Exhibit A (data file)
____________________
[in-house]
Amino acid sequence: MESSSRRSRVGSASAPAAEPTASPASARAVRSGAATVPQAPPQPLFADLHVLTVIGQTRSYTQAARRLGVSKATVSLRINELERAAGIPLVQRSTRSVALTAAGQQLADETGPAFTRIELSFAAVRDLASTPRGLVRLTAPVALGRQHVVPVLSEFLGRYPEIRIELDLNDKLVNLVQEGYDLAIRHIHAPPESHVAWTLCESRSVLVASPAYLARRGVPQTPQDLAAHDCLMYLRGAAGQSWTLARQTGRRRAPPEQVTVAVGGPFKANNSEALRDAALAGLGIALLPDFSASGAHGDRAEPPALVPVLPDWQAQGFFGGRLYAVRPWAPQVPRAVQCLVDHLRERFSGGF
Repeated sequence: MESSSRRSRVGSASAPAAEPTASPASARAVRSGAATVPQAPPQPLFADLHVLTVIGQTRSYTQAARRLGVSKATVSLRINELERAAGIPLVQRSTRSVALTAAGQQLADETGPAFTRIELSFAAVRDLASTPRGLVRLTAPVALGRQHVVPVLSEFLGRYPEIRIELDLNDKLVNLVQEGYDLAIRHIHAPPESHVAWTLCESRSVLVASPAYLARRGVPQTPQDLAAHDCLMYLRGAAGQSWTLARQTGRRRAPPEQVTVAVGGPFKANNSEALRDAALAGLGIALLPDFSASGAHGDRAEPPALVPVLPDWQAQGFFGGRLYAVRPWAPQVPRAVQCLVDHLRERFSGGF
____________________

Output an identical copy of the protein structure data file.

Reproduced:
[in-house]
Amino acid sequence: MESSSRRSRVGSASAPAAEPTASPASARAVRSGAATVPQAPPQPLFADLHVLTVIGQTRSYTQAARRLGVSKATVSLRINELERAAGIPLVQRSTRSVALTAAGQQLADETGPAFTRIELSFAAVRDLASTPRGLVRLTAPVALGRQHVVPVLSEFLGRYPEIRIELDLNDKLVNLVQEGYDLAIRHIHAPPESHVAWTLCESRSVLVASPAYLARRGVPQTPQDLAAHDCLMYLRGAAGQSWTLARQTGRRRAPPEQVTVAVGGPFKANNSEALRDAALAGLGIALLPDFSASGAHGDRAEPPALVPVLPDWQAQGFFGGRLYAVRPWAPQVPRAVQCLVDHLRERFSGGF
Repeated sequence: MESSSRRSRVGSASAPAAEPTASPASARAVRSGAATVPQAPPQPLFADLHVLTVIGQTRSYTQAARRLGVSKATVSLRINELERAAGIPLVQRSTRSVALTAAGQQLADETGPAFTRIELSFAAVRDLASTPRGLVRLTAPVALGRQHVVPVLSEFLGRYPEIRIELDLNDKLVNLVQEGYDLAIRHIHAPPESHVAWTLCESRSVLVASPAYLARRGVPQTPQDLAAHDCLMYLRGAAGQSWTLARQTGRRRAPPEQVTVAVGGPFKANNSEALRDAALAGLGIALLPDFSASGAHGDRAEPPALVPVLPDWQAQGFFGGRLYAVRPWAPQVPRAVQCLVDHLRERFSGGF